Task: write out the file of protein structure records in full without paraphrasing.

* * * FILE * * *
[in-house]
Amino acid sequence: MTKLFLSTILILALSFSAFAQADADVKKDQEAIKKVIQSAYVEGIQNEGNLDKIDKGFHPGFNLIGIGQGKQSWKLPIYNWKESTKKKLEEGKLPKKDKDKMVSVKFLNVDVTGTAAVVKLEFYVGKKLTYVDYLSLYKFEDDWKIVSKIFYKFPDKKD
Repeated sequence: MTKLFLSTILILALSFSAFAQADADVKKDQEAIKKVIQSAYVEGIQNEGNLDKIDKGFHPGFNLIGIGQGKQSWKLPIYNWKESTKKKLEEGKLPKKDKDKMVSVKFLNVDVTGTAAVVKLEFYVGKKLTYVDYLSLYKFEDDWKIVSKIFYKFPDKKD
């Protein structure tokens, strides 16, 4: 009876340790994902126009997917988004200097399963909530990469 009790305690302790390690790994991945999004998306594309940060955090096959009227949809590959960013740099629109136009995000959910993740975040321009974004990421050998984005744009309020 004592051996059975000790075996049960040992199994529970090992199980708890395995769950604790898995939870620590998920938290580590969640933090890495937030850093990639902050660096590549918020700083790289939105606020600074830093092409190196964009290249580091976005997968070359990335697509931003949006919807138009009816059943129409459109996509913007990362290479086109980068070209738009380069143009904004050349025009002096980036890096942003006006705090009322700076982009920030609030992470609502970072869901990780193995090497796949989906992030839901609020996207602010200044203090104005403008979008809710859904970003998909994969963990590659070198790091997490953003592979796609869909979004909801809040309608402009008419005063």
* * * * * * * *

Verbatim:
[in-house]
Amino acid sequence: MTKLFLSTILILALSFSAFAQADADVKKDQEAIKKVIQSAYVEGIQNEGNLDKIDKGFHPGFNLIGIGQGKQSWKLPIYNWKESTKKKLEEGKLPKKDKDKMVSVKFLNVDVTGTAAVVKLEFYVGKKLTYVDYLSLYKFEDDWKIVSKIFYKFPDKKD
Repeated sequence: MTKLFLSTILILALSFSAFAQADADVKKDQEAIKKVIQSAYVEGIQNEGNLDKIDKGFHPGFNLIGIGQGKQSWKLPIYNWKESTKKKLEEGKLPKKDKDKMVSVKFLNVDVTGTAAVVKLEFYVGKKLTYVDYLSLYKFEDDWKIVSKIFYKFPDKKD
């Protein structure tokens, strides 16, 4: 009876340790994902126009997917988004200097399963909530990469 009790305690302790390690790994991945999004998306594309940060955090096959009227949809590959960013740099629109136009995000959910993740975040321009974004990421050998984005744009309020 004592051996059975000790075996049960040992199994529970090992199980708890395995769950604790898995939870620590998920938290580590969640933090890495937030850093990639902050660096590549918020700083790289939105606020600074830093092409190196964009290249580091976005997968070359990335697509931003949006919807138009009816059943129409459109996509913007990362290479086109980068070209738009380069143009904004050349025009002096980036890096942003006006705090009322700076982009920030609030992470609502970072869901990780193995090497796949989906992030839901609020996207602010200044203090104005403008979008809710859904970003998909994969963990590659070198790091997490953003592979796609869909979004909801809040309608402009008419005063």